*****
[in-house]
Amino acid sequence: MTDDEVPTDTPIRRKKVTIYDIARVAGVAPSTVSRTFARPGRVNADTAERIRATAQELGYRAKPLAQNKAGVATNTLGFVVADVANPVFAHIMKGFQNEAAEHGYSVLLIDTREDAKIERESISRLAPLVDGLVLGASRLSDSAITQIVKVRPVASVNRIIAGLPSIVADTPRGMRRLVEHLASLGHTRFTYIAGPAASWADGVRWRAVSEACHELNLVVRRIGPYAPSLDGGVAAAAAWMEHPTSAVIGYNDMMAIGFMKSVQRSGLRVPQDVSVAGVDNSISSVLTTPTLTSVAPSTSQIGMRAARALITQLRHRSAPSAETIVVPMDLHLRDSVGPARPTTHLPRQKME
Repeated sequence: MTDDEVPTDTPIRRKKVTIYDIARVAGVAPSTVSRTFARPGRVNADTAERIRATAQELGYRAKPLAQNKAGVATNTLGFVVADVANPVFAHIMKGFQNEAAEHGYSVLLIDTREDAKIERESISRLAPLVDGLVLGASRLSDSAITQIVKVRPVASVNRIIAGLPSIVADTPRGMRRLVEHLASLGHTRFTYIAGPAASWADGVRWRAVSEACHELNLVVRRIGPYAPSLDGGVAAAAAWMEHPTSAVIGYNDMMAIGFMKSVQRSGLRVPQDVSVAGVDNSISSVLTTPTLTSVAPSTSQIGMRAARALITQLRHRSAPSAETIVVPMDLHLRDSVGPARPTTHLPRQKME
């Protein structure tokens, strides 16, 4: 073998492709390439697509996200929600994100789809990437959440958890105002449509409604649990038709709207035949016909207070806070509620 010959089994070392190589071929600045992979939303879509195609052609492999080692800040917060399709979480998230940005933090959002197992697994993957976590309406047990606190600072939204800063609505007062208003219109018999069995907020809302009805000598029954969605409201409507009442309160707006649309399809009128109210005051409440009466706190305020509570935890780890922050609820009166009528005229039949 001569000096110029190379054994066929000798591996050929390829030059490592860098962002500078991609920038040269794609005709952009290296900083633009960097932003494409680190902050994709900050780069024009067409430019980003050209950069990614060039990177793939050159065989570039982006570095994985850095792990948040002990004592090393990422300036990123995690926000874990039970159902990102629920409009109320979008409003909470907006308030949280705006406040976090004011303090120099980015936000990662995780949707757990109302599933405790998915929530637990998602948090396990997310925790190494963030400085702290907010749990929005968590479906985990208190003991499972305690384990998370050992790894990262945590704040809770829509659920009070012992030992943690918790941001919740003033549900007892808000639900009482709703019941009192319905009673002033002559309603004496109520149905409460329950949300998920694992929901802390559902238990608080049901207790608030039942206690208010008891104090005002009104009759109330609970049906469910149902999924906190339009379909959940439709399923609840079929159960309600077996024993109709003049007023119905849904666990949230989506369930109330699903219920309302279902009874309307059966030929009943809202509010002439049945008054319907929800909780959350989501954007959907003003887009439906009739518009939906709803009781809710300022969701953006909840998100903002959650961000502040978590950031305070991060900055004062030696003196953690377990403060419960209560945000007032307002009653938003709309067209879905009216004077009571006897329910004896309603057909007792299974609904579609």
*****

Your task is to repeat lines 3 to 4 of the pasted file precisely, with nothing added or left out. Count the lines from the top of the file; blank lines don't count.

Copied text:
Repeated sequence: MTDDEVPTDTPIRRKKVTIYDIARVAGVAPSTVSRTFARPGRVNADTAERIRATAQELGYRAKPLAQNKAGVATNTLGFVVADVANPVFAHIMKGFQNEAAEHGYSVLLIDTREDAKIERESISRLAPLVDGLVLGASRLSDSAITQIVKVRPVASVNRIIAGLPSIVADTPRGMRRLVEHLASLGHTRFTYIAGPAASWADGVRWRAVSEACHELNLVVRRIGPYAPSLDGGVAAAAAWMEHPTSAVIGYNDMMAIGFMKSVQRSGLRVPQDVSVAGVDNSISSVLTTPTLTSVAPSTSQIGMRAARALITQLRHRSAPSAETIVVPMDLHLRDSVGPARPTTHLPRQKME
């Protein structure tokens, strides 16, 4: 073998492709390439697509996200929600994100789809990437959440958890105002449509409604649990038709709207035949016909207070806070509620 010959089994070392190589071929600045992979939303879509195609052609492999080692800040917060399709979480998230940005933090959002197992697994993957976590309406047990606190600072939204800063609505007062208003219109018999069995907020809302009805000598029954969605409201409507009442309160707006649309399809009128109210005051409440009466706190305020509570935890780890922050609820009166009528005229039949 001569000096110029190379054994066929000798591996050929390829030059490592860098962002500078991609920038040269794609005709952009290296900083633009960097932003494409680190902050994709900050780069024009067409430019980003050209950069990614060039990177793939050159065989570039982006570095994985850095792990948040002990004592090393990422300036990123995690926000874990039970159902990102629920409009109320979008409003909470907006308030949280705006406040976090004011303090120099980015936000990662995780949707757990109302599933405790998915929530637990998602948090396990997310925790190494963030400085702290907010749990929005968590479906985990208190003991499972305690384990998370050992790894990262945590704040809770829509659920009070012992030992943690918790941001919740003033549900007892808000639900009482709703019941009192319905009673002033002559309603004496109520149905409460329950949300998920694992929901802390559902238990608080049901207790608030039942206690208010008891104090005002009104009759109330609970049906469910149902999924906190339009379909959940439709399923609840079929159960309600077996024993109709003049007023119905849904666990949230989506369930109330699903219920309302279902009874309307059966030929009943809202509010002439049945008054319907929800909780959350989501954007959907003003887009439906009739518009939906709803009781809710300022969701953006909840998100903002959650961000502040978590950031305070991060900055004062030696003196953690377990403060419960209560945000007032307002009653938003709309067209879905009216004077009571006897329910004896309603057909007792299974609904579609």